Bill Hargin

The relative permittivity for FR-4 is just that: relative.

Ed.: This is Part 3 of a three-part series on preparing for next-generation loss requirements.

Last month, in Part 2 of this series, I outlined the means by which insertion-loss requirements are determined. Here, I’ll suggest a better method for obtaining accurate Df numbers without having to go to the trouble of building test boards.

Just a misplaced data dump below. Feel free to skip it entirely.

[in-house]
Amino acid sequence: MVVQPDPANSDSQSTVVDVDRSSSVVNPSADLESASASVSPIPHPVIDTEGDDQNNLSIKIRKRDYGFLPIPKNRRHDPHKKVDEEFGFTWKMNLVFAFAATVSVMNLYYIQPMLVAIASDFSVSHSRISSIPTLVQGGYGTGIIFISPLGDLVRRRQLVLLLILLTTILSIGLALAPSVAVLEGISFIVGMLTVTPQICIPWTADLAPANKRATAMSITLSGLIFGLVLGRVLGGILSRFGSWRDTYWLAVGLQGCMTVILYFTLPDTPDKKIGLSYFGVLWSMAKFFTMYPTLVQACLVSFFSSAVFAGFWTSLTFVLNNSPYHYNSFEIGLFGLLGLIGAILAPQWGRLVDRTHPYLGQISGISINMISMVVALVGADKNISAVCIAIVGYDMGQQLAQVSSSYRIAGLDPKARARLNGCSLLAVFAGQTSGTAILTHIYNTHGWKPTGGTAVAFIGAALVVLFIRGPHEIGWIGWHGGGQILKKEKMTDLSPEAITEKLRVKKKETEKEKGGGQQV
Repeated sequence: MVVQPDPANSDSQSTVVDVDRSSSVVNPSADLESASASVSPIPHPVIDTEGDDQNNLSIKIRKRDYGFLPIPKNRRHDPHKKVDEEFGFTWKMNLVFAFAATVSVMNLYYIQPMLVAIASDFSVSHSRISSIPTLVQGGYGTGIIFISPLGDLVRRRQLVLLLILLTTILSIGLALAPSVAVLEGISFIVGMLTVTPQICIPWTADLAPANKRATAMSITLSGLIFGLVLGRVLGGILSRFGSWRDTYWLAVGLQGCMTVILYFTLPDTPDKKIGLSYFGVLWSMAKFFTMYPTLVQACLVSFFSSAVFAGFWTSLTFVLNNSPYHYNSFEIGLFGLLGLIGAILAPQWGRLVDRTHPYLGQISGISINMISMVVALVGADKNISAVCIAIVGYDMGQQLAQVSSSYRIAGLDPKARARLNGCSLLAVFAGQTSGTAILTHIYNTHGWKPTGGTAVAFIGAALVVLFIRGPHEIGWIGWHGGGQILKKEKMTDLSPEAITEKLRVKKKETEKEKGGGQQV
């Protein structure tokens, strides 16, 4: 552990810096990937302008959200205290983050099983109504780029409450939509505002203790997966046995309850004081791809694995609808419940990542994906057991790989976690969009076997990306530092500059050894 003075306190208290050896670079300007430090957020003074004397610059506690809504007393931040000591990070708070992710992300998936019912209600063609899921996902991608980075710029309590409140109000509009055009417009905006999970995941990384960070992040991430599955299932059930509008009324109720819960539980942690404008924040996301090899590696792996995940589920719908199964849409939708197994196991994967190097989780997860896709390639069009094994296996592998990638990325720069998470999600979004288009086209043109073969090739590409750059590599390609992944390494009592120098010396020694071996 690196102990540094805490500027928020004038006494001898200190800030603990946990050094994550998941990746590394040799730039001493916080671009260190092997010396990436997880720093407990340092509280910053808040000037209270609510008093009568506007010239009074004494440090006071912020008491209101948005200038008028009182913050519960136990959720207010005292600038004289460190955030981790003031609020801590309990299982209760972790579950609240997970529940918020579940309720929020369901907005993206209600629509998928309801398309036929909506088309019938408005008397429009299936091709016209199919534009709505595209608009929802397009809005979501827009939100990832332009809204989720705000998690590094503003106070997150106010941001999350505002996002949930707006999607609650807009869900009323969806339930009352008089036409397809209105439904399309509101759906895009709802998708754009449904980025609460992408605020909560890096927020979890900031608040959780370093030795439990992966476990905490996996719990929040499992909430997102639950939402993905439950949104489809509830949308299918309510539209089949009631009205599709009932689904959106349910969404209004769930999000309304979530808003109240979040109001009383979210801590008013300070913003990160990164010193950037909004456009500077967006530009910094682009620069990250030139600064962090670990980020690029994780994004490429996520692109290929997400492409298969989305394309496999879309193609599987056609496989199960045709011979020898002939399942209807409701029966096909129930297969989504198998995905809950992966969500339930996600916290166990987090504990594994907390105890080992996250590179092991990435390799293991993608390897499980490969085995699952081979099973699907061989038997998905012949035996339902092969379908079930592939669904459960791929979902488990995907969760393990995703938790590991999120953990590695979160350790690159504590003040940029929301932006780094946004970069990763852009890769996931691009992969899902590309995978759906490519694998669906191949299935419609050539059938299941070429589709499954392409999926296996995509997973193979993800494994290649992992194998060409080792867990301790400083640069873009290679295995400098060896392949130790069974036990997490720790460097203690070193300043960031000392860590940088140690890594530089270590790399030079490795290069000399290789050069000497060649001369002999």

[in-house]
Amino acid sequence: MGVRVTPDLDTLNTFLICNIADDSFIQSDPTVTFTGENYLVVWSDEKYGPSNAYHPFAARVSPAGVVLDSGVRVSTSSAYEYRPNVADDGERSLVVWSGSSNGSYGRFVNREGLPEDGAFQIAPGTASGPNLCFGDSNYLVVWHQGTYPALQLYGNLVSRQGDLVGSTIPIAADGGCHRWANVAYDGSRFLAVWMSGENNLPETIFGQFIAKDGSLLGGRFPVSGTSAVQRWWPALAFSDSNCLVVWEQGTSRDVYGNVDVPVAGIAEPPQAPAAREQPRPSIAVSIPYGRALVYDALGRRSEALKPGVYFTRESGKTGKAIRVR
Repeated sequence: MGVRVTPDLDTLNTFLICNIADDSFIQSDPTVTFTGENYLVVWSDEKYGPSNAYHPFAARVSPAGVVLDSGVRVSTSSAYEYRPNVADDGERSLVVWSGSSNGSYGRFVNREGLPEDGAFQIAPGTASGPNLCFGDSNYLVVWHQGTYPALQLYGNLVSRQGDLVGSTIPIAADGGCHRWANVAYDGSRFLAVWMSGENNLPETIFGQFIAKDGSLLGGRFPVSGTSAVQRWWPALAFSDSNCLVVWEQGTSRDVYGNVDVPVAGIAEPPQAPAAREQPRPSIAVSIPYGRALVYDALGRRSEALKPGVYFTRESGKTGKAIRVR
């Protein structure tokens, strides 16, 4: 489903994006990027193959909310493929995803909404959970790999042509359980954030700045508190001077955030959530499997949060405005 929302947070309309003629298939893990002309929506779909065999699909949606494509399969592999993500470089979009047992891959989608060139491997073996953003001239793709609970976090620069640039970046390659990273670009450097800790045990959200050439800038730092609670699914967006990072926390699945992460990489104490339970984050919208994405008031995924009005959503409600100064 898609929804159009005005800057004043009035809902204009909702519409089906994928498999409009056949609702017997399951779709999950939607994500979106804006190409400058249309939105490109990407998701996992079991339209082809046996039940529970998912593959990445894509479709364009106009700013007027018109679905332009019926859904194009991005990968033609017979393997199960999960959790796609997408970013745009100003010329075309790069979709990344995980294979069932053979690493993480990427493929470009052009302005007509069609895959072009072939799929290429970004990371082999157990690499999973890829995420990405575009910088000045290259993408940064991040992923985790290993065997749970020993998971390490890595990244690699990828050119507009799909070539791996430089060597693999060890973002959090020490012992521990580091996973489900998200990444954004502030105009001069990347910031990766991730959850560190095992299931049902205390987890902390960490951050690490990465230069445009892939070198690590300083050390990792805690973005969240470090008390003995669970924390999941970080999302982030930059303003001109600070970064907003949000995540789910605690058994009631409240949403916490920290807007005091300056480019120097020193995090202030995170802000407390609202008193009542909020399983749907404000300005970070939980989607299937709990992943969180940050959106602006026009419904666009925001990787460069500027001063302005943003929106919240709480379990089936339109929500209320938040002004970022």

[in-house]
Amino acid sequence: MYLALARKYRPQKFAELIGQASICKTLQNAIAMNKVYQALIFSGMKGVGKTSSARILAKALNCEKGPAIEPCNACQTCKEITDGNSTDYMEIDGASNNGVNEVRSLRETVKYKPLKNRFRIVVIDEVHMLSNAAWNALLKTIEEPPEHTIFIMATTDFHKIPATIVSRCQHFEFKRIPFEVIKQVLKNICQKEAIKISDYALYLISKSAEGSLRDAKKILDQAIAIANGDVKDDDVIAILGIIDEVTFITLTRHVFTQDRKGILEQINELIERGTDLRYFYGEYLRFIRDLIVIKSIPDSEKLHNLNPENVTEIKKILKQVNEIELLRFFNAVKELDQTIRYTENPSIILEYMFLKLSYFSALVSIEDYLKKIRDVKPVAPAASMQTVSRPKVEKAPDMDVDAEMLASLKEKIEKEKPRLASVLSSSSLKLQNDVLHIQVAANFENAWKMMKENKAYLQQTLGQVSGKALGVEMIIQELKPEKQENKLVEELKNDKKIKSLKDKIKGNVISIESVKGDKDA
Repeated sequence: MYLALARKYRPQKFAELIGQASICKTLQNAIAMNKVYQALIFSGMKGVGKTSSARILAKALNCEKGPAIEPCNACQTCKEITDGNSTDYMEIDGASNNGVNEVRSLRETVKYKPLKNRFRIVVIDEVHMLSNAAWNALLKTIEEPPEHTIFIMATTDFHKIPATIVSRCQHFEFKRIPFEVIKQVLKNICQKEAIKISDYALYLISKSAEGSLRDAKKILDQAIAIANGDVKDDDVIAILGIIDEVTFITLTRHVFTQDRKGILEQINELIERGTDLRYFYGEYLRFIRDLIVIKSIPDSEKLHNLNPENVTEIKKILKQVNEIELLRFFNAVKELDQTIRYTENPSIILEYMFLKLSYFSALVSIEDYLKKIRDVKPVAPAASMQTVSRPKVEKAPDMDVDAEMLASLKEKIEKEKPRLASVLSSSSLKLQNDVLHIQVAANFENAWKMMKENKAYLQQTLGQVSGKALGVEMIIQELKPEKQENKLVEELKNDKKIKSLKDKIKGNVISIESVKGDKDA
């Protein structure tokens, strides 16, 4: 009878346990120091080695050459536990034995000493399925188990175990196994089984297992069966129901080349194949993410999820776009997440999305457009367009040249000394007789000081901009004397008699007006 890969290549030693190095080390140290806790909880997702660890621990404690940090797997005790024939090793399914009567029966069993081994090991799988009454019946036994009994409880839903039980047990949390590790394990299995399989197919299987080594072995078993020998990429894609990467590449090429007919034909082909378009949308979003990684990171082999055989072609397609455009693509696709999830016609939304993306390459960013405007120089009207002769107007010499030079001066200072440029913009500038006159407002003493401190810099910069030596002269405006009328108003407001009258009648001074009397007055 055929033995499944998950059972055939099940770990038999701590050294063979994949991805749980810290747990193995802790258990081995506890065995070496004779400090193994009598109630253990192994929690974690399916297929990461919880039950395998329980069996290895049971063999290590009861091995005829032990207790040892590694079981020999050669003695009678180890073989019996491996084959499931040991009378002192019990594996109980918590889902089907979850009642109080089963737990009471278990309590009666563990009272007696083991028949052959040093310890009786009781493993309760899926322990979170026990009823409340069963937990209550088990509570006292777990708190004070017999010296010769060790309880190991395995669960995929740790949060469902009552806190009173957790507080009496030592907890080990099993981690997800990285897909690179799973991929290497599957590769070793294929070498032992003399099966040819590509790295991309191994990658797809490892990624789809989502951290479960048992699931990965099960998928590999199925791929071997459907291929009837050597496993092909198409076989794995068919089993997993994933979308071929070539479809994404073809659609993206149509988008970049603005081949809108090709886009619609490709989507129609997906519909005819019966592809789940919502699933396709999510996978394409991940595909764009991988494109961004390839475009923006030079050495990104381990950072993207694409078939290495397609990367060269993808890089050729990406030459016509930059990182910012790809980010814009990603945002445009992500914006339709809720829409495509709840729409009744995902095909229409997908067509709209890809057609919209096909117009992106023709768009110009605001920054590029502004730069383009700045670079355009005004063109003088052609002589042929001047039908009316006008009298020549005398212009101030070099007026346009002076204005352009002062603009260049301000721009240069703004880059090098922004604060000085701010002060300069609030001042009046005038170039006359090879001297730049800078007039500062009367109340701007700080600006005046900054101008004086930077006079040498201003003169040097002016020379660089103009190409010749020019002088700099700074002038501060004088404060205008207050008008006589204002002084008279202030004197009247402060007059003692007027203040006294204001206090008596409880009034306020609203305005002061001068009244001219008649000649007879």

A longtime PCB industry technologist asked me recently, “What’s a good Dk (dielectric constant) number for FR-4?” As the interest in signal integrity (SI) was growing roughly 25 years ago, it started to interest me that many SI practitioners considered FR-4 to have monolithic properties. The question reinforced that some still hold that view. One might say the relative permittivity (ϵr) of FR-4 is 4.3. Someone else would say 4.1. A third says they always use 4.0. As I read up on it, I realized it varies with frequency, resin content (as a percentage, with the inverse being the glass percentage), and the resin system. At lower frequencies, static numbers for vanilla FR-4 were probably fine for impedance calculations and signal integrity, but those days are far behind us at this point.

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